COVID Lab, Cowboy Spirit
Innovative partnership creates
As university leaders considered how to best use its resources to serve the state, a partnership between the main Stillwater campus and OSU Medicine in Tulsa emerged. FDA-approved machines to run the test analysis for COVID-19 were identified at the OSU Diagnostic Laboratory, part of the Oklahoma Animal Disease Diagnostic Laboratory on the Stillwater campus. The partnership with OSU Medicine meant the lab could transition to performing both animal and human testing.
Dr. Kenneth Sewell, OSU vice president for research, said the collaboration and can-do spirit that created the lab has been impressive.
“We were fortunate that we had equipment already up and running that works with this particular test, and we had the ability to marshal forces during a stressful time,” he said. “We have a flexible mindset – when we have a problem to solve, we solve it,” he said.
One obstacle was having enough personnel to support the lab’s new mission. On March 27, Sewell’s office sent out a campus-wide survey looking for individuals who were interested in working in the lab. In less than two hours, more than 150 people replied, the majority with lab experience.
A team of logistical volunteers was also created to support the lab in its new mission. The team put systems and processes into place to support a sustainable operation of the lab, allowing the lab personnel to focus on testing samples.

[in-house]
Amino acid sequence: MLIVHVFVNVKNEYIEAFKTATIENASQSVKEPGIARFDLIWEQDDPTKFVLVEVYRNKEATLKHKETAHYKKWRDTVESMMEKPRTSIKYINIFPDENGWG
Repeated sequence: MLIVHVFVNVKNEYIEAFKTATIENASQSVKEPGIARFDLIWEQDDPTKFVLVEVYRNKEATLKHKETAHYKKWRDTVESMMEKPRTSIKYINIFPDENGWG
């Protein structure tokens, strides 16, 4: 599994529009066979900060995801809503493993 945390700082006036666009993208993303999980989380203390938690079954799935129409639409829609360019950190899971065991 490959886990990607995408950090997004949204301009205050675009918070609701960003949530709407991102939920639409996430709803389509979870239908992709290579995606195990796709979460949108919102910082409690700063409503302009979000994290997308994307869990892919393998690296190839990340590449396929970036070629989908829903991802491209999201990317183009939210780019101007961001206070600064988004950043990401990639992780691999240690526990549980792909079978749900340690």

Just twelve days after the decision was made to set up the COVID-19 lab, OSU technicians processed the first 53 specimens. That number grew to more than 40,000 samples processed in less than two months and eclipsed 220,000 samples by April 2021.
The lab is providing answers for sick patients and exhausted health care providers, with results being returned quickly, many within 24-48 hours. More importantly, the lab has the potential to impact the trajectory of the disease in Oklahoma, making a difference that will be difficult to quantify.
“Increased testing will give public health officials a more accurate and realistic picture of COVID-19 in Oklahoma. Until now, the state has only had the capacity to deal with the situation on the level of the patient,” Sewell said. “We have to get to the next level of mapping the spread of the disease. That’s how you flatten the curve.”